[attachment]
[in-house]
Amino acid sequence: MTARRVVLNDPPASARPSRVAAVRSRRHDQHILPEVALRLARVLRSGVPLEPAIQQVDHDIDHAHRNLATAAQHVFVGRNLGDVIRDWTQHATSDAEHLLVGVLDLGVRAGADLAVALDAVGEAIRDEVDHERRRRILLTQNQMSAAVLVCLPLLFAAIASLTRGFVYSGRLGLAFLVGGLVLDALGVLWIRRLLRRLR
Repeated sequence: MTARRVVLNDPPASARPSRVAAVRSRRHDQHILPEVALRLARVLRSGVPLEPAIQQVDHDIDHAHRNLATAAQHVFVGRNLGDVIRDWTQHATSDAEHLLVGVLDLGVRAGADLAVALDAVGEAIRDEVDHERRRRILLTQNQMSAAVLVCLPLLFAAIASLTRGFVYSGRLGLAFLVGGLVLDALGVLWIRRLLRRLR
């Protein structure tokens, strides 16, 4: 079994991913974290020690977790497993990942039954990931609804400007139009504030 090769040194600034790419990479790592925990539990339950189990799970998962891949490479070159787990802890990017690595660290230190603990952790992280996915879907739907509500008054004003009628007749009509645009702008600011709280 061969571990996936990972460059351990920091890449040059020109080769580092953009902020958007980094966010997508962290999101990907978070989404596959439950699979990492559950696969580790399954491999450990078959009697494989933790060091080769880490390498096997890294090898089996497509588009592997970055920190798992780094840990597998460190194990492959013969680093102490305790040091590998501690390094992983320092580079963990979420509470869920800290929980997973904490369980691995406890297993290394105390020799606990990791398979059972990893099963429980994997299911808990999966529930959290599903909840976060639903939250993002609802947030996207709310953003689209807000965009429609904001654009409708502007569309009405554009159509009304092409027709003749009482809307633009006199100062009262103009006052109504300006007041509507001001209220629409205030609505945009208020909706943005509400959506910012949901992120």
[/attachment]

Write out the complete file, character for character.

[in-house]
Amino acid sequence: MTARRVVLNDPPASARPSRVAAVRSRRHDQHILPEVALRLARVLRSGVPLEPAIQQVDHDIDHAHRNLATAAQHVFVGRNLGDVIRDWTQHATSDAEHLLVGVLDLGVRAGADLAVALDAVGEAIRDEVDHERRRRILLTQNQMSAAVLVCLPLLFAAIASLTRGFVYSGRLGLAFLVGGLVLDALGVLWIRRLLRRLR
Repeated sequence: MTARRVVLNDPPASARPSRVAAVRSRRHDQHILPEVALRLARVLRSGVPLEPAIQQVDHDIDHAHRNLATAAQHVFVGRNLGDVIRDWTQHATSDAEHLLVGVLDLGVRAGADLAVALDAVGEAIRDEVDHERRRRILLTQNQMSAAVLVCLPLLFAAIASLTRGFVYSGRLGLAFLVGGLVLDALGVLWIRRLLRRLR
């Protein structure tokens, strides 16, 4: 079994991913974290020690977790497993990942039954990931609804400007139009504030 090769040194600034790419990479790592925990539990339950189990799970998962891949490479070159787990802890990017690595660290230190603990952790992280996915879907739907509500008054004003009628007749009509645009702008600011709280 061969571990996936990972460059351990920091890449040059020109080769580092953009902020958007980094966010997508962290999101990907978070989404596959439950699979990492559950696969580790399954491999450990078959009697494989933790060091080769880490390498096997890294090898089996497509588009592997970055920190798992780094840990597998460190194990492959013969680093102490305790040091590998501690390094992983320092580079963990979420509470869920800290929980997973904490369980691995406890297993290394105390020799606990990791398979059972990893099963429980994997299911808990999966529930959290599903909840976060639903939250993002609802947030996207709310953003689209807000965009429609904001654009409708502007569309009405554009159509009304092409027709003749009482809307633009006199100062009262103009006052109504300006007041509507001001209220629409205030609505945009208020909706943005509400959506910012949901992120």